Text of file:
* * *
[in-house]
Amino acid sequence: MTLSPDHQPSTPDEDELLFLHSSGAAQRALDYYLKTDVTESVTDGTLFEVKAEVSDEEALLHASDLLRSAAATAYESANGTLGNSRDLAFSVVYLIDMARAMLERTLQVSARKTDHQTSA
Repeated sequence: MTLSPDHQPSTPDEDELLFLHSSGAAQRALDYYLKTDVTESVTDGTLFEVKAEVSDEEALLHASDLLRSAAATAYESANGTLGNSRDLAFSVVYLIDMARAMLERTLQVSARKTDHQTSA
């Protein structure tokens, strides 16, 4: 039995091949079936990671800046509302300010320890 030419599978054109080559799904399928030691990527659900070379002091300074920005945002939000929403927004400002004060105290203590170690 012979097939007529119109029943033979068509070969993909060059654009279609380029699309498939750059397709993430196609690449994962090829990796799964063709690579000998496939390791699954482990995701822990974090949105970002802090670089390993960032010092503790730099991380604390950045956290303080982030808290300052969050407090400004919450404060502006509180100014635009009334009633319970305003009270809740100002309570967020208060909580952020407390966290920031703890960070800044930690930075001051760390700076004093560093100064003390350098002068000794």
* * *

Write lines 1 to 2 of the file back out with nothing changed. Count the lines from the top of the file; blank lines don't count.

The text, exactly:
[in-house]
Amino acid sequence: MTLSPDHQPSTPDEDELLFLHSSGAAQRALDYYLKTDVTESVTDGTLFEVKAEVSDEEALLHASDLLRSAAATAYESANGTLGNSRDLAFSVVYLIDMARAMLERTLQVSARKTDHQTSA